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August 18, 2005.


The opinion of the court was delivered by: THOMAS HOGAN, Chief Judge, District


This matter is before the Court upon consideration of defendant's "Renewed Independent Action to Obtain Relief From Judgment Not Affecting the Judgment of Conviction Compelling Specific Performance of the Government's Promise Based on Breach of the Written and Oral Plea Agreement From a Final Judgment. Fed.R.Civ.P. 60(b)(6); Fed.R.Crim.P. 11(e)(1)(c))," recharacterized as a motion pursuant to 28 U.S.C. § 2255, and the government's motion to dismiss. Having considered both motions, the Court will dismiss defendant's motion as untimely.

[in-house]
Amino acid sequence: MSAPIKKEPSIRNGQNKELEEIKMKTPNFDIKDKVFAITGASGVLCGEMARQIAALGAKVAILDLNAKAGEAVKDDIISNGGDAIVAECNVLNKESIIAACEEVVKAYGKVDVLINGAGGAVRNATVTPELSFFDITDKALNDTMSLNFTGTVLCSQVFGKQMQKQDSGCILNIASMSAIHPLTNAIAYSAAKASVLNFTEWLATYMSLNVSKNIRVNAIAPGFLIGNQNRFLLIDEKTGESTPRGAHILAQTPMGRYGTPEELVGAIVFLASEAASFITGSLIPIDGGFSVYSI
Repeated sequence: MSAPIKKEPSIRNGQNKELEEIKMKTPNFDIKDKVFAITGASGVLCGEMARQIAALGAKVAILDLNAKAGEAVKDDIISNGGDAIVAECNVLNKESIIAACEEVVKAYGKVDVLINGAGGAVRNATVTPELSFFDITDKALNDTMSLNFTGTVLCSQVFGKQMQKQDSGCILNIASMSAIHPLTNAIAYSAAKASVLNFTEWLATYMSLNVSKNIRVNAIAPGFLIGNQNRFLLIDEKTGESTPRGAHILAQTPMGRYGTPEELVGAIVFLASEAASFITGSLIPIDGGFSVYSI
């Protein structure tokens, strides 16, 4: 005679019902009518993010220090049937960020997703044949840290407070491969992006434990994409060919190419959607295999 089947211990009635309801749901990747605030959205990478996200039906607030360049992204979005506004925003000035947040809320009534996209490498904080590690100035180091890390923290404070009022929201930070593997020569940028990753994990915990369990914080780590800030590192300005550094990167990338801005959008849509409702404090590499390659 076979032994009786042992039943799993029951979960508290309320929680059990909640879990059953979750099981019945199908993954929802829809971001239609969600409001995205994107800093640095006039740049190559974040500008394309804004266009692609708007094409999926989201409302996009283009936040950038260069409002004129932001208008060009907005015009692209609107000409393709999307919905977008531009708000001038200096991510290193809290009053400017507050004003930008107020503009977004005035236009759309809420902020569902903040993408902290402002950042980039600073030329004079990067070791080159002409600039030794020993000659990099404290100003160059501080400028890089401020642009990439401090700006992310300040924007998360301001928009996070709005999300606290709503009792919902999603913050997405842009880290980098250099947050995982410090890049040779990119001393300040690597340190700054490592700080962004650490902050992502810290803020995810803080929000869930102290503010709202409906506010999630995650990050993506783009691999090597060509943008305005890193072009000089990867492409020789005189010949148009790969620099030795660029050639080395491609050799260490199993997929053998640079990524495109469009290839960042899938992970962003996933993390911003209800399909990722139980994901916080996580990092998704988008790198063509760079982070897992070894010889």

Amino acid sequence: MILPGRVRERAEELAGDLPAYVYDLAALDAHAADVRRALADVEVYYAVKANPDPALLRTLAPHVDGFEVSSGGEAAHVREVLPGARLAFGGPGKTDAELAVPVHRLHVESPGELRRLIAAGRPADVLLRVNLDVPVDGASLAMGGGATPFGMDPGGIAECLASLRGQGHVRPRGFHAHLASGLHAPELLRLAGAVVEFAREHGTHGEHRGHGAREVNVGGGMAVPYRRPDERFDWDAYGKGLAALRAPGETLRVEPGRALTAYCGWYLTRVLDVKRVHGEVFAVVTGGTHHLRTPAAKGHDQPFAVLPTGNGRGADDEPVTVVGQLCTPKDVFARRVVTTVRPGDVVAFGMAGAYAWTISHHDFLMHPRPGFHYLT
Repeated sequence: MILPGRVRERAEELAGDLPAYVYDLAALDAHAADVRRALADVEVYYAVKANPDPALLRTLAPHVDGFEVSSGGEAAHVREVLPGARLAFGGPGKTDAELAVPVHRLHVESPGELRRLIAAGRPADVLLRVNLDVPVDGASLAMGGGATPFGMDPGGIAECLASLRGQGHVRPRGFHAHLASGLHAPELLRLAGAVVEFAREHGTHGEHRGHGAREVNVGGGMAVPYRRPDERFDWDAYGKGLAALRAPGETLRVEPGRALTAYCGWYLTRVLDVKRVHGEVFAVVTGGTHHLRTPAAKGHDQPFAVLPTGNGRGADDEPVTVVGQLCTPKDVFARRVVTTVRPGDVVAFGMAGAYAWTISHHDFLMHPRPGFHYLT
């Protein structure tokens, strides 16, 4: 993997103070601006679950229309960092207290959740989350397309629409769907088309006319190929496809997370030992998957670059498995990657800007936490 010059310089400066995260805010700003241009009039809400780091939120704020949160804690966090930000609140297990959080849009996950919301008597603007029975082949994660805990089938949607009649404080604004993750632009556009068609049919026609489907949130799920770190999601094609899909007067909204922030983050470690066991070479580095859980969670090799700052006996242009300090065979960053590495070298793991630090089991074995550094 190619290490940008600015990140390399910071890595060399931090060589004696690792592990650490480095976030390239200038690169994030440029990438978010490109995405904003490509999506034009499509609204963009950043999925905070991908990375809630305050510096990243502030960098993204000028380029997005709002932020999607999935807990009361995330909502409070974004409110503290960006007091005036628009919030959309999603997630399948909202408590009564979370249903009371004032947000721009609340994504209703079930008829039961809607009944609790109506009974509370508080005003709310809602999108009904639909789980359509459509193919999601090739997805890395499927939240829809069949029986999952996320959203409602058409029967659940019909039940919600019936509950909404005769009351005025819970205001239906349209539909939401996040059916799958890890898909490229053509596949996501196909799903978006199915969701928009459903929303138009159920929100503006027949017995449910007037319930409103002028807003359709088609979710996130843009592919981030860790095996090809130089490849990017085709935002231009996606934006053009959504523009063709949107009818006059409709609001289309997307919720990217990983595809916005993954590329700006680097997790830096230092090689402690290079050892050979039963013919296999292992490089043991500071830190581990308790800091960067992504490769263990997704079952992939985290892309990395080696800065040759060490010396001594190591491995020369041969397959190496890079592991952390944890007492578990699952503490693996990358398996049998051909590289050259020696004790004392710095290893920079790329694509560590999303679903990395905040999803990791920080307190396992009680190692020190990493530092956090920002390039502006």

On August 8, 1996, the government filed a two-count indictment charging defendant with one count of conspiracy to possess with intent to distribute five kilograms or more of cocaine, and one count of unlawful possession with intent to distribute five kilograms or more of cocaine. Def.'s Mot. at 1-2. Defendant and the government reached a plea agreement, pursuant to which defendant would plead guilty to the second count of the indictment. Id. at 2. In exchange, the government, among other things, was to (1) withdraw a Notice of Previous Conviction filed with the Court on September 10, 1996, (2) make no attempt to increase defendant's offense level under the federal sentencing guidelines, (3) decline to seek an upward departure in sentencing, and (4) move to dismiss the remaining count of the indictment. Id., Ex. 1 (Excerpt from plea agreement) & Ex. 2 (Excerpt from presentence investigation report). Defendant was under the impression that he would be sentenced to a term of 10 years' imprisonment because, without the Notice of Previous Conviction, he was no longer subject to a mandatory minimum sentence of 20 years' imprisonment. Id. On October 3, 1996, defendant entered his guilty plea. Id. at 2. On January 8, 1997, the court imposed a sentence of 12 years' imprisonment. Def.'s Mot. at 2. Defendant did not appeal his conviction.